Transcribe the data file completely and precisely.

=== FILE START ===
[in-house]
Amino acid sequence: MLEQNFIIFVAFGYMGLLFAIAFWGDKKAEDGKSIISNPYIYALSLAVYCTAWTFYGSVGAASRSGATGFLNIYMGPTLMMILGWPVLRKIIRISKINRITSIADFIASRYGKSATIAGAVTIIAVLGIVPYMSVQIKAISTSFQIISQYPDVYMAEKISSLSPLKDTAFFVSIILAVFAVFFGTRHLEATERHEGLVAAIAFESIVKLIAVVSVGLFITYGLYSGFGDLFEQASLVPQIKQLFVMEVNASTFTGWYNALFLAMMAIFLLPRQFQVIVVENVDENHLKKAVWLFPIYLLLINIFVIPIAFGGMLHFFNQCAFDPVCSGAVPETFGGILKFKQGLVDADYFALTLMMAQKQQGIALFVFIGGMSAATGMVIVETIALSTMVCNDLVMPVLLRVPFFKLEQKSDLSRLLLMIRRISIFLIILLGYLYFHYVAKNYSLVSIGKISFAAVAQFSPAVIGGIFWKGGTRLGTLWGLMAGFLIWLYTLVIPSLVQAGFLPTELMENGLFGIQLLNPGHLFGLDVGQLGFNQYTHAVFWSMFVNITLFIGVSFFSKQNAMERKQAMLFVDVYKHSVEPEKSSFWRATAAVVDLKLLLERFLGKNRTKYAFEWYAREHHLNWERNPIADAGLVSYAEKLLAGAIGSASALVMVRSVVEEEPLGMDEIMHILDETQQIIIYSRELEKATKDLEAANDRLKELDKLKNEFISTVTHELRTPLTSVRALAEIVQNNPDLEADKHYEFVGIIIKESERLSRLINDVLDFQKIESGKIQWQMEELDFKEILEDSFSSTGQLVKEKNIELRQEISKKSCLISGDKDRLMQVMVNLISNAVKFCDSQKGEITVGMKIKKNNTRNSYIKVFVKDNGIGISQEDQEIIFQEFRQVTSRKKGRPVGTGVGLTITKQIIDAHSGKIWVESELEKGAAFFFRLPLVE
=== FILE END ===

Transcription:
[in-house]
Amino acid sequence: MLEQNFIIFVAFGYMGLLFAIAFWGDKKAEDGKSIISNPYIYALSLAVYCTAWTFYGSVGAASRSGATGFLNIYMGPTLMMILGWPVLRKIIRISKINRITSIADFIASRYGKSATIAGAVTIIAVLGIVPYMSVQIKAISTSFQIISQYPDVYMAEKISSLSPLKDTAFFVSIILAVFAVFFGTRHLEATERHEGLVAAIAFESIVKLIAVVSVGLFITYGLYSGFGDLFEQASLVPQIKQLFVMEVNASTFTGWYNALFLAMMAIFLLPRQFQVIVVENVDENHLKKAVWLFPIYLLLINIFVIPIAFGGMLHFFNQCAFDPVCSGAVPETFGGILKFKQGLVDADYFALTLMMAQKQQGIALFVFIGGMSAATGMVIVETIALSTMVCNDLVMPVLLRVPFFKLEQKSDLSRLLLMIRRISIFLIILLGYLYFHYVAKNYSLVSIGKISFAAVAQFSPAVIGGIFWKGGTRLGTLWGLMAGFLIWLYTLVIPSLVQAGFLPTELMENGLFGIQLLNPGHLFGLDVGQLGFNQYTHAVFWSMFVNITLFIGVSFFSKQNAMERKQAMLFVDVYKHSVEPEKSSFWRATAAVVDLKLLLERFLGKNRTKYAFEWYAREHHLNWERNPIADAGLVSYAEKLLAGAIGSASALVMVRSVVEEEPLGMDEIMHILDETQQIIIYSRELEKATKDLEAANDRLKELDKLKNEFISTVTHELRTPLTSVRALAEIVQNNPDLEADKHYEFVGIIIKESERLSRLINDVLDFQKIESGKIQWQMEELDFKEILEDSFSSTGQLVKEKNIELRQEISKKSCLISGDKDRLMQVMVNLISNAVKFCDSQKGEITVGMKIKKNNTRNSYIKVFVKDNGIGISQEDQEIIFQEFRQVTSRKKGRPVGTGVGLTITKQIIDAHSGKIWVESELEKGAAFFFRLPLVE